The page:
Apr 28, 2010
From Tom Rees of Epiphenom:
Cindy Meston at the University of Texas and her colleagues interviewed more than 1,000 students in their survey of sexual behaviors and found almost no difference between different faith groups in what was reported. Virtually all of them reported engaging in some form of premarital sex.
Women (although not men) who were Jewish or fundamentalist Christians did report a somewhat lower incidence of sexual intercourse, but apart from that, there was no differences in the types of sexual activities, in the number of partners (both in the past and the number anticipated in the next five years), or in the age at which they lost their virginity. If anything, Christian women lost their virginity slightly earlier than atheists.
What’s more, there was no difference in the level of infidelity between atheists and the nonreligious—more evidence that religious identification is a poor guide to honesty.
In a separate study, they looked at the frequency and types of sexual fantasies. Here, there was a clear difference. Atheist and especially agnostic women (but again, not men) fantasize more often and more widely (gender bending, masochism, sadism).
Oddly enough, the only men to confess to having taken part in homosexual intercourse were Christians (just under 10 percent of Christian men), although in the second study, there was no hint of increased gender-bending fantasies. Make of that what you will.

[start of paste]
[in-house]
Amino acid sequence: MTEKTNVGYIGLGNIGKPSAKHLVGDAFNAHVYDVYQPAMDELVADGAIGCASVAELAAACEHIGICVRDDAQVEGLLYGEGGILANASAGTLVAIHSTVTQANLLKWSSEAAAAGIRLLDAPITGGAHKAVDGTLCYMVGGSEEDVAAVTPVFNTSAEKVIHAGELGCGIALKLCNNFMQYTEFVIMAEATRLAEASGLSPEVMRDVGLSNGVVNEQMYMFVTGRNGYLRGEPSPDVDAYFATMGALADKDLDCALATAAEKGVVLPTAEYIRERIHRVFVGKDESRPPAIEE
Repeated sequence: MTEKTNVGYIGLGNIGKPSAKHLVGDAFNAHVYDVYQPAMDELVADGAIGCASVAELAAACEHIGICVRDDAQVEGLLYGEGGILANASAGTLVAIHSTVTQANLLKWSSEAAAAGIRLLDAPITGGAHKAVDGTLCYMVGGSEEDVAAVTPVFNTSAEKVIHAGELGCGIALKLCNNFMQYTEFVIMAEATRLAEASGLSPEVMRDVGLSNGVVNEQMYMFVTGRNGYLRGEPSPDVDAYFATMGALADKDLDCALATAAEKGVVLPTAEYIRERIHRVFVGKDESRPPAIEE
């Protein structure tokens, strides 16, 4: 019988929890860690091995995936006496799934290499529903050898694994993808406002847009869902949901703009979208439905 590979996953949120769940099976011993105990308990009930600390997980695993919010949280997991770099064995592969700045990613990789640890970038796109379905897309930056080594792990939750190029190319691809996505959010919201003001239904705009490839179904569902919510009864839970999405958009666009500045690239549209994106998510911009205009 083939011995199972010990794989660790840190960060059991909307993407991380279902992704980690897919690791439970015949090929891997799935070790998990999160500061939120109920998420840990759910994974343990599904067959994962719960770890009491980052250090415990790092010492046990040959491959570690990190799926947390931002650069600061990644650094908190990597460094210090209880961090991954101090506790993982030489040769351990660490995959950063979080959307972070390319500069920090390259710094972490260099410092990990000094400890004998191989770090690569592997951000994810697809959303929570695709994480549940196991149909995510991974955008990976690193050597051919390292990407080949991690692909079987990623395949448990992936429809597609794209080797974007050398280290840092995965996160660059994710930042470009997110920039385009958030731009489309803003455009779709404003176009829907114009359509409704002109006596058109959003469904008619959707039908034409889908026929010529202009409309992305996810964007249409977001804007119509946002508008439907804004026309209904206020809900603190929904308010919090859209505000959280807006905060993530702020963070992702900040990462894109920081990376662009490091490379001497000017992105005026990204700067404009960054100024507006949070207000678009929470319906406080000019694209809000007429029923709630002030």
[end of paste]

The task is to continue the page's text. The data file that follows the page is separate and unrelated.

So far, this has all been about self-reported identification: Are you Christian, Jewish, spiritualist, nonreligious, atheist, or agnostic? But what about intensity of beliefs?
Meston and her colleagues also measured beliefs using some fairly standard scales: spiritual beliefs, paranormal/new age beliefs, fundamentalist beliefs, and intrinsic religiosity (how central religious belief is to your life). When you look at beliefs rather than identification, some rather starker differences emerge.
Broadly speaking, compared with nonbelievers, any form of traditional religious belief has a deadening effect on sexual activity (both the act and also fantasies), especially for women. However, paranormal and new age beliefs were linked to an increase in all kinds of sexual activity.
For men, the effect was much less. Indeed, fundamentalist Christian men actually reported more sexual partners in the past year than their nonreligious counterparts! A case of get religion and get laid? Or just due to the fact that there is a relative shortage of evangelical men?
So, among these students, it seems that religious affiliation is a poor guide to sexual behavior and fantasies, but women (and also some men) with strong religious beliefs try to avoid even thinking about it.
But that’s students. What about older folk? Well, Mark Regnerus, also at the University of Texas, and his colleagues have just published a study of the sex lives of older Americans. It turns out that among older adults, too, there is very little relationship between religion and either sexual frequency or sexual satisfaction. Just as with the youngsters, however, unmarried women who were religious were also less likely to have had sex. But religion had no effect on male sexual activity.